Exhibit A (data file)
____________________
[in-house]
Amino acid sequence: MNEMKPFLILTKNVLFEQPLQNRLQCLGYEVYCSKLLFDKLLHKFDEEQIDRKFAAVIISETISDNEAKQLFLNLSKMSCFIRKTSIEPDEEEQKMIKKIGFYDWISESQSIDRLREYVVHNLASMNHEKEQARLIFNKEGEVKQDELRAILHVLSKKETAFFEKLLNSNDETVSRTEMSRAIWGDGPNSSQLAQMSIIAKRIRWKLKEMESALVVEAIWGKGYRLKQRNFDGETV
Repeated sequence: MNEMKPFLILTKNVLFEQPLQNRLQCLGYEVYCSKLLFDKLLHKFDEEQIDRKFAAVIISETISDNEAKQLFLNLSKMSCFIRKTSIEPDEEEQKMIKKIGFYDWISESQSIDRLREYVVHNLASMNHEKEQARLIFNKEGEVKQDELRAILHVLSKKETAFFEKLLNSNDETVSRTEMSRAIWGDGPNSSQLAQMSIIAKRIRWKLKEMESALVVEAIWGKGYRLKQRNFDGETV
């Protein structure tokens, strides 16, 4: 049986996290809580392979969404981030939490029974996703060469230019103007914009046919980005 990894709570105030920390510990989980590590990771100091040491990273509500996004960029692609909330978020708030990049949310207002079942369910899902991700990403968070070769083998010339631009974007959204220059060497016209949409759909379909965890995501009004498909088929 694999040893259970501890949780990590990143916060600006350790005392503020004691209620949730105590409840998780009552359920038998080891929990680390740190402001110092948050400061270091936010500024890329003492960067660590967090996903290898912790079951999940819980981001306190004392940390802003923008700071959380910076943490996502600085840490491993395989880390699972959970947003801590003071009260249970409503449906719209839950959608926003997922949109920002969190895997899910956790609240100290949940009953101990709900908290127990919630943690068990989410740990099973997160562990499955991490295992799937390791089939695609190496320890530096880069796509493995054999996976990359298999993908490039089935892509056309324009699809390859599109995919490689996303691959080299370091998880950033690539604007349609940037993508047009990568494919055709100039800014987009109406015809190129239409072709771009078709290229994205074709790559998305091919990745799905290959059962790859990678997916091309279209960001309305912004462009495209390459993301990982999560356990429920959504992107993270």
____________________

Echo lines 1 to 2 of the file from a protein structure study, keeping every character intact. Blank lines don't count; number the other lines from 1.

[in-house]
Amino acid sequence: MNEMKPFLILTKNVLFEQPLQNRLQCLGYEVYCSKLLFDKLLHKFDEEQIDRKFAAVIISETISDNEAKQLFLNLSKMSCFIRKTSIEPDEEEQKMIKKIGFYDWISESQSIDRLREYVVHNLASMNHEKEQARLIFNKEGEVKQDELRAILHVLSKKETAFFEKLLNSNDETVSRTEMSRAIWGDGPNSSQLAQMSIIAKRIRWKLKEMESALVVEAIWGKGYRLKQRNFDGETV